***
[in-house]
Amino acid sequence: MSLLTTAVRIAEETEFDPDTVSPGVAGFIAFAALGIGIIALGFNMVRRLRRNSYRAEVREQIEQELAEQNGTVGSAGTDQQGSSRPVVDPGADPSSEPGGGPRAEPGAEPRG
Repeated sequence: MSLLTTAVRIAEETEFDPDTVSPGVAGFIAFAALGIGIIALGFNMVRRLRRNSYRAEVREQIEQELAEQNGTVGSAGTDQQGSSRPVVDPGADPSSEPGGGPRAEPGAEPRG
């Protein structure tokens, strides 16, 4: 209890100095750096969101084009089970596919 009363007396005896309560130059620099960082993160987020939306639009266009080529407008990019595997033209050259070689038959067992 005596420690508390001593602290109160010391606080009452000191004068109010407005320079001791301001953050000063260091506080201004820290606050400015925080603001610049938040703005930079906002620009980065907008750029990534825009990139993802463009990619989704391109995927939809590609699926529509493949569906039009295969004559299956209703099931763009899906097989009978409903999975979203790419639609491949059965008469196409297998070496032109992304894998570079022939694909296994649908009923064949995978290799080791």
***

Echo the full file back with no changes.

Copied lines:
[in-house]
Amino acid sequence: MSLLTTAVRIAEETEFDPDTVSPGVAGFIAFAALGIGIIALGFNMVRRLRRNSYRAEVREQIEQELAEQNGTVGSAGTDQQGSSRPVVDPGADPSSEPGGGPRAEPGAEPRG
Repeated sequence: MSLLTTAVRIAEETEFDPDTVSPGVAGFIAFAALGIGIIALGFNMVRRLRRNSYRAEVREQIEQELAEQNGTVGSAGTDQQGSSRPVVDPGADPSSEPGGGPRAEPGAEPRG
């Protein structure tokens, strides 16, 4: 209890100095750096969101084009089970596919 009363007396005896309560130059620099960082993160987020939306639009266009080529407008990019595997033209050259070689038959067992 005596420690508390001593602290109160010391606080009452000191004068109010407005320079001791301001953050000063260091506080201004820290606050400015925080603001610049938040703005930079906002620009980065907008750029990534825009990139993802463009990619989704391109995927939809590609699926529509493949569906039009295969004559299956209703099931763009899906097989009978409903999975979203790419639609491949059965008469196409297998070496032109992304894998570079022939694909296994649908009923064949995978290799080791």